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This dialogue from the movie Shaadisthan says a lot, "Women like us fight so that women like you don't have to fight in their own world."
This dialogue from the movie Shaadisthan says a lot, “Women like us fight so that women like you don’t have to fight in their own world.”
Translated from the original in Hindi.
Director Raj Choudhary along with Kirti Kulhari, KK Menon, and Nivdita Bhattacharya narrates a story titled ‘Shaadisthan’ on the OTT platform Disney Plus Hotstar.
Half of our population will be able to relate to the pain hidden in the depths of the story in which the director has very successfully attempted to mix the clash of conservative, feudal, patriarchal thinking, with modern thinking. If there is anything missing in the film, then it is that not all the actors are able to bring out the seriousness and depth of the subject to their acting, though Kirti Kulhari has certainly succeeded to a large extent.
An ordinary family stuck in their routine rut, Sanjay Sharma (Rajan Modi), his wife Kamla Sharma (Nivedita Bhattacharya) and daughter Arshi Sharma (Megha Shankar) are forced to fly from Mumbai to Ajmer with with a band of musicians because they miss their flight. Singers in this band are Sasha (Kirti Kulhari), Apoorva Dogra (Freddie), Jimmy (Shanpen Khimsar) and Imad (Ajay Jayanti).
A conservative family in which Arshi, the 18 year old daughter is upset as she’s getting married against her will, and a modern minded bandaas band clash with each other over their thoughts on the journey. So much happens on this journey that towards the end the Sharma husband and wife completely change their minds about the whole thing.
What really happens? How does a conservative family change its thinking? Does Arshi finally get married against her wish, or does something else happen? For all these answers, you have to watch the movie.
Sasha (Kirti Kulhari) is a modern, self-reliant woman living a life of her own choice. On one hand, while she is portrayed as a strong, outspoken woman, there is also the sensitive side seen in her feelings while praying at the tomb of Ajmer Sharif.
Kamala Sharma (Nivedita Bhattacharya) is an ordinary woman who has always lived within the narrow, conservative life that is her lot. She wishes to leave everything and go somewhere for a while, but it is nearly impossible for her. As she says, “it is a little difficult to get out of the maze of our society.”
Arshi Sharma (Megha Shankar) is a young girl who wants to live her life her way, but does not have the confidence to actually say and do it. She is scared of doing anything where she or her mother may have to bear the brunt of her actions.
Some hard dialogues: “Women are always suppressed. Suppressed as soon as you are born. Suppress a girl as soon as she is married. Suppressed as soon as you become a mother. Suppressed so much that you do not think about yourself even if you want to.”
And almost at the end of the story: “Women like us fight so that women like you don’t have to fight in their own world.”
All three women are representative of a million women around us.
Watch the movie Shaadisthan for a peek into how they go from where they stand at the beginning of the story to where they end up towards the end. Truly a journey.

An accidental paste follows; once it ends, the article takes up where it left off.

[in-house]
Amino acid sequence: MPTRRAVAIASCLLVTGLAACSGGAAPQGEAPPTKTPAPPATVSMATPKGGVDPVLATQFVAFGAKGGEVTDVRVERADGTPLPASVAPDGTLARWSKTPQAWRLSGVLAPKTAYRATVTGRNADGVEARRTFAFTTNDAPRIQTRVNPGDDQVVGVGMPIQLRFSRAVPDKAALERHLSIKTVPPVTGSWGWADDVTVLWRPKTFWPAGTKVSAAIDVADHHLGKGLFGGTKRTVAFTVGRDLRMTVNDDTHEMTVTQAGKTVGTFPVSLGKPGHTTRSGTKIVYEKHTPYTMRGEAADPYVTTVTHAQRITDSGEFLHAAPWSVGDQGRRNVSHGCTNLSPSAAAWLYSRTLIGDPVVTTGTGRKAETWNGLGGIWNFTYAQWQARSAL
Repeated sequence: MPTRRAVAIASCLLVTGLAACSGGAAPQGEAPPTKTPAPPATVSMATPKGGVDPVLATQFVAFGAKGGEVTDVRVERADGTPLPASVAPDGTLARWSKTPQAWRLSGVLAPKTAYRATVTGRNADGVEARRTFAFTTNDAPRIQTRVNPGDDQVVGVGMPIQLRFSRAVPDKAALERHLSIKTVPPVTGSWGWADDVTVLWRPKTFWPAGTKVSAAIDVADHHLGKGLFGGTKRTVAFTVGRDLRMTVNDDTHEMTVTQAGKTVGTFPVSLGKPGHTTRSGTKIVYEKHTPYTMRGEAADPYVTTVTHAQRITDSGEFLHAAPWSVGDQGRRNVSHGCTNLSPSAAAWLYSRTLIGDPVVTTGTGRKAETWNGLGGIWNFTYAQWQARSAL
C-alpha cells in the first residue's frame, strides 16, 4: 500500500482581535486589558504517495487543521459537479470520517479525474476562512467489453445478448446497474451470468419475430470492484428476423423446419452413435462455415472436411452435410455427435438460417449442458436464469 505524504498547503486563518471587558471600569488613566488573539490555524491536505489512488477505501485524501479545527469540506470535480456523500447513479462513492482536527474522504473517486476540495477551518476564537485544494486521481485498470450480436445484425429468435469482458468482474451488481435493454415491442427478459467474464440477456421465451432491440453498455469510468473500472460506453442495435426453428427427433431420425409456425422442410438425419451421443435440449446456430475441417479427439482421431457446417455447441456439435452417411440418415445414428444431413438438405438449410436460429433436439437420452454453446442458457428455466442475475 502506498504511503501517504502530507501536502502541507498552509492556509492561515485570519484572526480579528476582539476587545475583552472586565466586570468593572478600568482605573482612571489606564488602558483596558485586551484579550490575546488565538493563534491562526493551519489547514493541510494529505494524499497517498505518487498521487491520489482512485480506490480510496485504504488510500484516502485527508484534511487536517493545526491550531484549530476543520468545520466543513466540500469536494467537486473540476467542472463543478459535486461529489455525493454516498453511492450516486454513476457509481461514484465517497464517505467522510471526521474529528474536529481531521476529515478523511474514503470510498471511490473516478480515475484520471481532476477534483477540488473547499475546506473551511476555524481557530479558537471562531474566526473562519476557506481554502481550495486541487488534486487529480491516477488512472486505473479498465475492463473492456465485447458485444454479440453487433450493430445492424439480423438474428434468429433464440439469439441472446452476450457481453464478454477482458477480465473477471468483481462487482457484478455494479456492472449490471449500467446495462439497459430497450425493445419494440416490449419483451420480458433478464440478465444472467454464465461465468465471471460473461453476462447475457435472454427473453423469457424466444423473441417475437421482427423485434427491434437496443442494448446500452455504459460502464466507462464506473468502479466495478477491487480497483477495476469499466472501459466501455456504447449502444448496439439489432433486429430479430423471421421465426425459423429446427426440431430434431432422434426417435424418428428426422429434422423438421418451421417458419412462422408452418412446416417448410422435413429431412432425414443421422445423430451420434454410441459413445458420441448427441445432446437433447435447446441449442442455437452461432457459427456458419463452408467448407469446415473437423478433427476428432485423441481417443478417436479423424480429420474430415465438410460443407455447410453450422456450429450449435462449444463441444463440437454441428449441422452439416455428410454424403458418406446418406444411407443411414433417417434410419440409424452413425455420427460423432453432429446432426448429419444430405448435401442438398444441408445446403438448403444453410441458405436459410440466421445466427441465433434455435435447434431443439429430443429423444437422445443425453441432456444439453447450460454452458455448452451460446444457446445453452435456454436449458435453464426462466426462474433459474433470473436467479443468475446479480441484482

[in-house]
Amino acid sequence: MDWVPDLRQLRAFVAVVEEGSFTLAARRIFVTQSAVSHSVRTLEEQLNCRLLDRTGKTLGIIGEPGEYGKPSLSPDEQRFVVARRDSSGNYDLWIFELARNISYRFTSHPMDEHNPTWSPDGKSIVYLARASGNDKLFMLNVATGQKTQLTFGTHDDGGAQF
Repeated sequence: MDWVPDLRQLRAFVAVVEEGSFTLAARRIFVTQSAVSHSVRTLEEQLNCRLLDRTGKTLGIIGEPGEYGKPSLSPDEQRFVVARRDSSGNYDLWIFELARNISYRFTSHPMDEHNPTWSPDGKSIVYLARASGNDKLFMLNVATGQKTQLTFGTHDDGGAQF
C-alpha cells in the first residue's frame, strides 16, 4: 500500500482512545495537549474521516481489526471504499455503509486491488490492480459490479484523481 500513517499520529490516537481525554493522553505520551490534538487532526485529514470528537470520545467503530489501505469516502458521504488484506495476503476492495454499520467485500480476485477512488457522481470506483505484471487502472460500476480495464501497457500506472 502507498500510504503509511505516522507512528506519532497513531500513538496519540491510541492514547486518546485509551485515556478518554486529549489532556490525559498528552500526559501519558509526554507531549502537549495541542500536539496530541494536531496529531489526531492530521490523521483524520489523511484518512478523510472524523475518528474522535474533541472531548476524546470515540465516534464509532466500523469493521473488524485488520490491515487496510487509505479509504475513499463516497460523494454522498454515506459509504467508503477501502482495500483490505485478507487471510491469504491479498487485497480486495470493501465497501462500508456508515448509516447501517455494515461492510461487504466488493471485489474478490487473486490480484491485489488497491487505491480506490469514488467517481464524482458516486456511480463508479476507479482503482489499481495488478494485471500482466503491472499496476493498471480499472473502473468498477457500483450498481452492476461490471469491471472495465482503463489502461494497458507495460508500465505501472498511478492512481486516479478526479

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Shows like Indian Matchmaking only further the argument that women must adhere to social norms without being allowed to follow their hearts.
When Netflix announced that Indian Matchmaking (2020-present) would be renewed for a second season, many of us hoped for the makers of the show to take all the criticism they faced seriously. That is definitely not the case because the show still continues to celebrate regressive patriarchal values.
Here are a few of the gendered notions that the show propagates.
A mediocre man can give himself a 9.5/10 and call himself ‘the world’s most eligible bachelor’, but an independent and successful woman must be happy with receiving just 60-70% of what she feels she deserves.
Darlings makes some excellent points about domestic violence . For such a movie to not follow through with a resolution that won't be problematic, is disappointing.
I watched Darlings last weekend, staying on top of its release on Netflix. It was a long-awaited respite from the recent flicks. I wanted badly to jump into its praise and will praise it, for something has to be said for the powerhouse performances it is packed with. But I will not be able to in a way that I really had wanted to.
I wanted to say that this is a must-watch on domestic violence that I stand behind and a needed and nuanced social portrayal. But unfortunately, I can’t. For I found Darlings to be deeply problematic when it comes to the portrayal of domestic violence and how that should be dealt with.
Before we rush to the ‘you must be having a problem because a man was hit’ or ‘much worse happens to women’ conclusions, that is not what my issue is. I have seen the praises and criticisms, and the criticisms of criticisms. I know, from having had close associations with non-profits and activists who fight domestic violence not just in India but globally, that much worse happens to women. I have written a book with case studies and statistics on that. Neither do I have any moral qualms around violence getting tackled with violence (that will be another post some day).